Well, is it? The trouble is, I think Manhattan is the place people think of first and foremost when it comes to good grub. I want to correct these people. Brooklyn food is "the jump off!" as an LA-born friend once said. What diversity! What quality! And how affordbable! Where else can you get huevos rancheros, (with all the trimmings) and a Corona for 5 bucks? That's 2 pounds fifty where I come from. That wouldn't be enough to feed a small child in London. Oh, you CAN do that in Manhattan? I want to know where! Ah, mind you, excepting of two superfine and may I say legendary restaurants/brunch temples on the Lower East Side - Cafe Juanita, and Los Tres Aztecas. You can't go wrong....Do yourselves a favour and get into it. Anyway, I digress.
It is my pleasure this evening (no, it really is - I'm supping melon martinis and writing at home) to tell you about a superb little eatery in the Brooklyn gastro-Mecca that is Smith Street: Patois. I had the pleasure of dining there over the long weekend. Apparently it was THE place to be about 2-3 years ago when BoCoCa (I hate that real estate talk) became white hot, and according to my good friends who've lived on Smith for a bit. Thankfully, the fickle trendy set move seemingly every 3 weeks or so, meaning that I could get in, and I was, frankly, very impressed. Last minute reservations? "Sure, we can squeeze you in". Want classic French tackle at a fraction of the cost? Here you go.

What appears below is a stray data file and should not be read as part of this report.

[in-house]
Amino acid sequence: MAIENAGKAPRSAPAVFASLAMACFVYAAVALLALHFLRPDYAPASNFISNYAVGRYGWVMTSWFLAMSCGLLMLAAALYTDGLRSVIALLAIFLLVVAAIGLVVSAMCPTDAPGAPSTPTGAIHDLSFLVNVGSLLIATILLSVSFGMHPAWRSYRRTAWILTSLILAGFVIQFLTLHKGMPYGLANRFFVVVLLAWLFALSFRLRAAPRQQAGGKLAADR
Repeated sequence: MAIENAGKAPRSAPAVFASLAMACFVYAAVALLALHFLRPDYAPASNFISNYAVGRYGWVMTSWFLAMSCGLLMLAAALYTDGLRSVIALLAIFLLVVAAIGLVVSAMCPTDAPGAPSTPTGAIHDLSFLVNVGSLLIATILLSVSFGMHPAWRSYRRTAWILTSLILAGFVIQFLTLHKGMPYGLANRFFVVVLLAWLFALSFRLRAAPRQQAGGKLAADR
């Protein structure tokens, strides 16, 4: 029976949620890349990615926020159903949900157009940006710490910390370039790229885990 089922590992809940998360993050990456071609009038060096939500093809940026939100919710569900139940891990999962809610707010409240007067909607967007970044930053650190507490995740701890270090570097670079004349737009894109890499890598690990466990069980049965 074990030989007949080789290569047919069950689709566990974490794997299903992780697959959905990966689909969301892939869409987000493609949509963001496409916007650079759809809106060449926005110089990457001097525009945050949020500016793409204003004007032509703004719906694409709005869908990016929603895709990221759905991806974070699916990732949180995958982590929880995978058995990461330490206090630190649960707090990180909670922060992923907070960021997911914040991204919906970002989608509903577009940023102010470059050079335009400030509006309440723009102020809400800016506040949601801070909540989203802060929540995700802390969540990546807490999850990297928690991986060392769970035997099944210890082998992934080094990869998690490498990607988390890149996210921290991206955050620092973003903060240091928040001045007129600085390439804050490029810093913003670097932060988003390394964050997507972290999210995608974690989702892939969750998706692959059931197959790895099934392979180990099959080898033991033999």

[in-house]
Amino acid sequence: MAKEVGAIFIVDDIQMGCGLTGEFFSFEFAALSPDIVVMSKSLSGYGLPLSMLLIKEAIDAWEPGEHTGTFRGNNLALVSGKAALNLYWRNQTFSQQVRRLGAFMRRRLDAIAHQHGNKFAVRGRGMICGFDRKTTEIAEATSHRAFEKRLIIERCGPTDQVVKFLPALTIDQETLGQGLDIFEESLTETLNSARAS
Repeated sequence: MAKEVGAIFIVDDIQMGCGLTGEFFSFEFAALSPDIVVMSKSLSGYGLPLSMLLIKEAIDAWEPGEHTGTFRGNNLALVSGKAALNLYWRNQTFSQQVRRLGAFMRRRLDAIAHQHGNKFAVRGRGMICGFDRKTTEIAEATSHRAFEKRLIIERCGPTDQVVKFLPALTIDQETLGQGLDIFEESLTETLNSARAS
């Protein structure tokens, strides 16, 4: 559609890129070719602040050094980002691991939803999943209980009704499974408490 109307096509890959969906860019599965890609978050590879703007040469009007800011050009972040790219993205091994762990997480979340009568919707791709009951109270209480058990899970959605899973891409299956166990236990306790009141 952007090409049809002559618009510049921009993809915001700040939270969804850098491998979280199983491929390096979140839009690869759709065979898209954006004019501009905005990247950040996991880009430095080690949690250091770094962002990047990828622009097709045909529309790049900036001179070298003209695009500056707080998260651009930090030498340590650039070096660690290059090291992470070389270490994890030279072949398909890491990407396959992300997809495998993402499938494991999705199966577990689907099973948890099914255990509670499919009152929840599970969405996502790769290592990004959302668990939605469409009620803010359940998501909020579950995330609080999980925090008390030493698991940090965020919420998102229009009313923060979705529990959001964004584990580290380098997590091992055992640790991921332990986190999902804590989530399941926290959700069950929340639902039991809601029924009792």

I ate a brilliant rendition of 'Oysters Four Ways' and a marvellous 'Chicken Wellington'. Both were bloody delicious. And they really were. The oysters were small, perfectly cooked (with cream and chives, mignonette, tempura, etc) and small enough to be the cheekiest and sexiest of bites. And the chicken welly? Fantastic. A beautifully cooked and seasoned chicken breast smothered with duxelles, wrapped in buttery puff pastry, perched atop a tasty pea broth. I was the envy of the table. My dinner companions ate a decent fresh salad (I can't remember what, I'd had a couple of Pom-Martinis at Apartment 138 and I dont care for such green items when I'm out), a sufferingly good plate of charcuterie - pheasant pistachio and port terrine, salami, liver? And a soup? As I said, these martinis were kicking in...For mains - besides my chicken welly - trout, beef and a salmon dish. All worthy of the highest praise. Well done, Chef. I hope you're reading this, Mr Bruni.
The wine list was not cumbersome and extreme - Minimal, well sought and selected, sensibly priced, and easily paired with the food on offer. Served with aplomb. Simply marvellous. You don't get that so often these days in New York, huh?
I shall return, for food, wine and the atmosphere. I'm rarely so gushing about a restaurant, but I really had a great night there. 5 stars in my book (to top the stingy 4 stars they award in the New York Times) and well worth a visit, Manhattanites. I'll be seeing you there.